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A fair and reasonable proposal?

By Roland McReynolds
Posted Tuesday, October 31, 2006

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Pittsboro, NC - Many Chatlist proponents of Bunkey's redistricting scheme claim it's a "fair" and "reasonable" way to make sure Chatham's Board of Commissioners (BOC) has representation from all areas of the county. These proponents don't offer much factual substantiation to show what's fair or reasonable about Bunkey's scheme. Instead they talk in abstractions, without addressing the fact that this proposal is for more than just voting by district, it's about ratifying Bunkey's new version of the districts. So here are some facts.

1. Bunkey's scheme redraws boundaries to create BOC districts with grossly unequal populations. There are 10,000 registered voters in the new district 1 (in the northeast) and the 4,500 in the new district 4, where Bunkey allegedly lives. Bunkey's district-only voting scheme means the votes of district 4 residents will count for more than twice as much as those of district 1 residents. Is this fair and reasonable?

2. Bunkey's scheme was drawn up by a team with no representation from the northeast part of the county, even though 40% of the county's population lives there. Is this fair and reasonable?

3. A fair and reasonable redistricting plan would ensure that every sitting commissioner who has been elected by the majority of voters to serve the county would have the chance to run for reelection. It would not draw the lines to force a commissioner off the Board because doing so would be flouting the will of the majority that elected that commissioner in the first place. Bunkey's scheme puts two of Bunkey's political opponents, George Lucier and Patrick Barnes, in the same district, robbing Barnes of the chance to run for re-election. And it puts another of Bunkey's opponents, Carl Thompson, an African-American, in the only part of the county where the majority of voters has never supported a winning African-American BOC candidate. Is this fair and reasonable?

4. The Association to Defend Chatham's Heritage, the special interest group campaigning for Bunkey's scheme, distributes literature to voters in the western part of the county arguing in favor of the scheme because it will "stop the North and Northeast from controlling Chatham." There's even a big sign near Silk Hope that says so in large, bold, underlined letters. But when they mail postcards to voters in the North and East, the Heritage defenders don't mention regional identity at all, and simply promise that the scheme is "fair." Does this two-faced approach tell you anything about whether Bunkey's scheme is fair & reasonable?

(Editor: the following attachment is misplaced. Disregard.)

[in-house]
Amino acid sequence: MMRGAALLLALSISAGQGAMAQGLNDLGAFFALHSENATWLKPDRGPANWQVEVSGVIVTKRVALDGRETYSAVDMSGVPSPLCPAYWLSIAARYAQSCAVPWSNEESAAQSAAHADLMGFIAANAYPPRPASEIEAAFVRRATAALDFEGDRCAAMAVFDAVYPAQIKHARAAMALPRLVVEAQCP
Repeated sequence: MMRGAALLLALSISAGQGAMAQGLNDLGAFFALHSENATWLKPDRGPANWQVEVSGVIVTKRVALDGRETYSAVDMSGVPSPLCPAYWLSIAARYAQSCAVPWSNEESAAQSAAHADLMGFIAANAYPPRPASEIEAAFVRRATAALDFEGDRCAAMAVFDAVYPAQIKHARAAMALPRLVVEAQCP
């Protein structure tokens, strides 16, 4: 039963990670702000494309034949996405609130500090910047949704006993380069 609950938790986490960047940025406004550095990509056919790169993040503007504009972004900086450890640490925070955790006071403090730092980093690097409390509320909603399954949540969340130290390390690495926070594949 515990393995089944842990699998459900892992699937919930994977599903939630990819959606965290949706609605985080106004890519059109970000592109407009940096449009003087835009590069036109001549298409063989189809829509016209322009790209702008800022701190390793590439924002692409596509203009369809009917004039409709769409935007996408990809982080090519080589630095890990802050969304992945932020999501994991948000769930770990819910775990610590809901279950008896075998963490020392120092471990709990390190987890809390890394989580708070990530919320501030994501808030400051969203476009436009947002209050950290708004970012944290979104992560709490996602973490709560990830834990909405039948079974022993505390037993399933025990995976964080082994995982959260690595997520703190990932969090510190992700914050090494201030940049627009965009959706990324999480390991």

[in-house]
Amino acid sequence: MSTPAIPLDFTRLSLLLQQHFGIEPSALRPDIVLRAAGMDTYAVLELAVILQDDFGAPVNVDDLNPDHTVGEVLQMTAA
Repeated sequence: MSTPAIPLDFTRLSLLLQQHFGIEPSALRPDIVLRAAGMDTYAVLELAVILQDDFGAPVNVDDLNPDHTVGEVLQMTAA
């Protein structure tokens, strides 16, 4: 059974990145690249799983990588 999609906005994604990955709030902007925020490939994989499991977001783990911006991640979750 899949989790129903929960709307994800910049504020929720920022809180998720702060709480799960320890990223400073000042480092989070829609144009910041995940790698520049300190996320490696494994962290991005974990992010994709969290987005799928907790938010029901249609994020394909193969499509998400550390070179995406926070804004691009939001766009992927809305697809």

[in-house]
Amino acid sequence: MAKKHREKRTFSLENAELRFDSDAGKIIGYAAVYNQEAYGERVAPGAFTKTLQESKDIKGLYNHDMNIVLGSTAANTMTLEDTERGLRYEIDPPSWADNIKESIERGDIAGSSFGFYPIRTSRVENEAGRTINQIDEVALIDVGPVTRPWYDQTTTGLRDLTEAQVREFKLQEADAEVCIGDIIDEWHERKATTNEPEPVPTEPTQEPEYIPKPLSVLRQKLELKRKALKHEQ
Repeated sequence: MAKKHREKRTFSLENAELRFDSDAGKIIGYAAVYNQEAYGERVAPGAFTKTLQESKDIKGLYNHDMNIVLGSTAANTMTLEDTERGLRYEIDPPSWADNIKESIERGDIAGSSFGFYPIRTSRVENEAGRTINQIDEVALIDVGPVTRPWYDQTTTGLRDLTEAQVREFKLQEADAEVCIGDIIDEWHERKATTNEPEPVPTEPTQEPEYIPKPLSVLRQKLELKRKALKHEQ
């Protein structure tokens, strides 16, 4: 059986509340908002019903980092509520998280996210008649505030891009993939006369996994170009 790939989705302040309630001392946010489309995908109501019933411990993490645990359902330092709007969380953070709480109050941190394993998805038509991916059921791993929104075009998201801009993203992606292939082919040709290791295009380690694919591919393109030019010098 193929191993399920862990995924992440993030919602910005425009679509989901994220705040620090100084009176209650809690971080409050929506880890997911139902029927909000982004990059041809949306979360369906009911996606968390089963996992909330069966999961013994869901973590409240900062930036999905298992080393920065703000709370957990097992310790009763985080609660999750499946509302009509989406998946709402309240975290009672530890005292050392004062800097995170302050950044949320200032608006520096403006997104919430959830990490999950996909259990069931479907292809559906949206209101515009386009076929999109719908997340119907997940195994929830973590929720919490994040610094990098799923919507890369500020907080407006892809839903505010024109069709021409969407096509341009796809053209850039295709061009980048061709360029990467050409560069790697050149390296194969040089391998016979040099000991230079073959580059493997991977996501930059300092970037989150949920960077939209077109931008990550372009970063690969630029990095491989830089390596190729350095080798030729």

5. A fair and reasonable redistricting plan would be developed by leaders with a convincing mandate from the public, would be subjected to extensive public input before going on the ballot, and would not be concocted in the middle of an election cycle by commissioners who were just voted out of office.

Bunkey's scheme was concocted in the middle of an election cycle by his political allies, was approved by him and his crew after their defeat in the May primary, was developed over the course of a few hours in meetings inaccessible to most members of the public, and was put on the ballot after exactly fourteen days of public review. Is this fair & reasonable?

There may be a time and place in the future for Chatham County to consider equalizing the populations in BOC districts or make other changes in our electoral process. It's plain, however, that this redistricting plot threatens our local democracy, harms our community, and jeopardizes the integrity of our government. It's the wrong plan, offered by the wrong people, at the wrong time, for the wrong reasons. And it's not fair or reasonable.

Vote no on district voting.

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